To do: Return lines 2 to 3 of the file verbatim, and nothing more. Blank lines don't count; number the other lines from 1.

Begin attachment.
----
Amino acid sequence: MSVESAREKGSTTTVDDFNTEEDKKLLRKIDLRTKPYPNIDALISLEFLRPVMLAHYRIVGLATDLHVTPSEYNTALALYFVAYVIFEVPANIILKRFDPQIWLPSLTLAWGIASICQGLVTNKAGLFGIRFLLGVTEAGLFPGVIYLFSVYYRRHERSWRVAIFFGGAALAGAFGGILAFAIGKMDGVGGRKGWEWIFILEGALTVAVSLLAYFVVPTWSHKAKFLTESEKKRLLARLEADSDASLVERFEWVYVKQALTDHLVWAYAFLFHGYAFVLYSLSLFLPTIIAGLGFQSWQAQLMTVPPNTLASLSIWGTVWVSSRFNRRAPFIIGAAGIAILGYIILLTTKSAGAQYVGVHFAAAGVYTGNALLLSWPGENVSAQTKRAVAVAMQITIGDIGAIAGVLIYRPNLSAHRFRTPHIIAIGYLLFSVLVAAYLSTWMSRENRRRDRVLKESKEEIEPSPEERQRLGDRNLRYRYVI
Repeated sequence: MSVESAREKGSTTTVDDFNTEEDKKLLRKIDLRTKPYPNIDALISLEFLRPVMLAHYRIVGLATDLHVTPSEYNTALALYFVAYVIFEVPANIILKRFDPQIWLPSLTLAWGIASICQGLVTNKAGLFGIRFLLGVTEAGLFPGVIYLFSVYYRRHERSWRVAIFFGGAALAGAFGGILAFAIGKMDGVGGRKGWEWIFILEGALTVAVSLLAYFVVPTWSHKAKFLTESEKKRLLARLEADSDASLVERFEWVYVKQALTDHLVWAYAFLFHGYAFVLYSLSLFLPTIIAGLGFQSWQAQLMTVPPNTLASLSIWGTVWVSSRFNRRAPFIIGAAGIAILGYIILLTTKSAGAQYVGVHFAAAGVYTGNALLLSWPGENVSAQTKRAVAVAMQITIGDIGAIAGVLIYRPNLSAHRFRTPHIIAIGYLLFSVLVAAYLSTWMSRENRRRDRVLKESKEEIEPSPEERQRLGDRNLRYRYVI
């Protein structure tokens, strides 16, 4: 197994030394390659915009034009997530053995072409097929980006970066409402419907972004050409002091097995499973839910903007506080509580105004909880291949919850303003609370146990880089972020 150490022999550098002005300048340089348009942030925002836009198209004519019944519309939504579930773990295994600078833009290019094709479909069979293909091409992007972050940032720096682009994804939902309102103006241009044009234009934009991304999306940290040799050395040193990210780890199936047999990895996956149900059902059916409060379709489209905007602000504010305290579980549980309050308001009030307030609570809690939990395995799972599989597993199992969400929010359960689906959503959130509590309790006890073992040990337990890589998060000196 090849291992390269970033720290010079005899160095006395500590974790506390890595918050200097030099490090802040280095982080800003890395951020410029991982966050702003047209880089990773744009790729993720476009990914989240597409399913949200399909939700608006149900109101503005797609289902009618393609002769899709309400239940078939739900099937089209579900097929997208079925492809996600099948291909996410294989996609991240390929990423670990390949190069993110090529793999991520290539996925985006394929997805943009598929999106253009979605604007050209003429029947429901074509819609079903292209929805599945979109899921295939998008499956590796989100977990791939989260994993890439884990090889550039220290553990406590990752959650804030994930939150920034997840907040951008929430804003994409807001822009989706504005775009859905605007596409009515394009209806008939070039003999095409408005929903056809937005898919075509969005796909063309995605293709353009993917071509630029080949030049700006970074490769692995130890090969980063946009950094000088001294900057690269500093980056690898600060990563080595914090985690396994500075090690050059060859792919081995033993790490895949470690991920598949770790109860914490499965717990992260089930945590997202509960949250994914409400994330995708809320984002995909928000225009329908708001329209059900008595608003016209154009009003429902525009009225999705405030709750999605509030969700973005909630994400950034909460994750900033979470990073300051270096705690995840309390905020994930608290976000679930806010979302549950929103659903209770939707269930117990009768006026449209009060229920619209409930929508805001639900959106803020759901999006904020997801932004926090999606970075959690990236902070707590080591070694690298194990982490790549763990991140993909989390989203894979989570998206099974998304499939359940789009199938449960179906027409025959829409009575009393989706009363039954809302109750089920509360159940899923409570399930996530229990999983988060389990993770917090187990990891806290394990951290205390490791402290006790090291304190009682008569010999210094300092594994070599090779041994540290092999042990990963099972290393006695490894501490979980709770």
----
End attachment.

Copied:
Repeated sequence: MSVESAREKGSTTTVDDFNTEEDKKLLRKIDLRTKPYPNIDALISLEFLRPVMLAHYRIVGLATDLHVTPSEYNTALALYFVAYVIFEVPANIILKRFDPQIWLPSLTLAWGIASICQGLVTNKAGLFGIRFLLGVTEAGLFPGVIYLFSVYYRRHERSWRVAIFFGGAALAGAFGGILAFAIGKMDGVGGRKGWEWIFILEGALTVAVSLLAYFVVPTWSHKAKFLTESEKKRLLARLEADSDASLVERFEWVYVKQALTDHLVWAYAFLFHGYAFVLYSLSLFLPTIIAGLGFQSWQAQLMTVPPNTLASLSIWGTVWVSSRFNRRAPFIIGAAGIAILGYIILLTTKSAGAQYVGVHFAAAGVYTGNALLLSWPGENVSAQTKRAVAVAMQITIGDIGAIAGVLIYRPNLSAHRFRTPHIIAIGYLLFSVLVAAYLSTWMSRENRRRDRVLKESKEEIEPSPEERQRLGDRNLRYRYVI
């Protein structure tokens, strides 16, 4: 197994030394390659915009034009997530053995072409097929980006970066409402419907972004050409002091097995499973839910903007506080509580105004909880291949919850303003609370146990880089972020 150490022999550098002005300048340089348009942030925002836009198209004519019944519309939504579930773990295994600078833009290019094709479909069979293909091409992007972050940032720096682009994804939902309102103006241009044009234009934009991304999306940290040799050395040193990210780890199936047999990895996956149900059902059916409060379709489209905007602000504010305290579980549980309050308001009030307030609570809690939990395995799972599989597993199992969400929010359960689906959503959130509590309790006890073992040990337990890589998060000196 090849291992390269970033720290010079005899160095006395500590974790506390890595918050200097030099490090802040280095982080800003890395951020410029991982966050702003047209880089990773744009790729993720476009990914989240597409399913949200399909939700608006149900109101503005797609289902009618393609002769899709309400239940078939739900099937089209579900097929997208079925492809996600099948291909996410294989996609991240390929990423670990390949190069993110090529793999991520290539996925985006394929997805943009598929999106253009979605604007050209003429029947429901074509819609079903292209929805599945979109899921295939998008499956590796989100977990791939989260994993890439884990090889550039220290553990406590990752959650804030994930939150920034997840907040951008929430804003994409807001822009989706504005775009859905605007596409009515394009209806008939070039003999095409408005929903056809937005898919075509969005796909063309995605293709353009993917071509630029080949030049700006970074490769692995130890090969980063946009950094000088001294900057690269500093980056690898600060990563080595914090985690396994500075090690050059060859792919081995033993790490895949470690991920598949770790109860914490499965717990992260089930945590997202509960949250994914409400994330995708809320984002995909928000225009329908708001329209059900008595608003016209154009009003429902525009009225999705405030709750999605509030969700973005909630994400950034909460994750900033979470990073300051270096705690995840309390905020994930608290976000679930806010979302549950929103659903209770939707269930117990009768006026449209009060229920619209409930929508805001639900959106803020759901999006904020997801932004926090999606970075959690990236902070707590080591070694690298194990982490790549763990991140993909989390989203894979989570998206099974998304499939359940789009199938449960179906027409025959829409009575009393989706009363039954809302109750089920509360159940899923409570399930996530229990999983988060389990993770917090187990990891806290394990951290205390490791402290006790090291304190009682008569010999210094300092594994070599090779041994540290092999042990990963099972290393006695490894501490979980709770």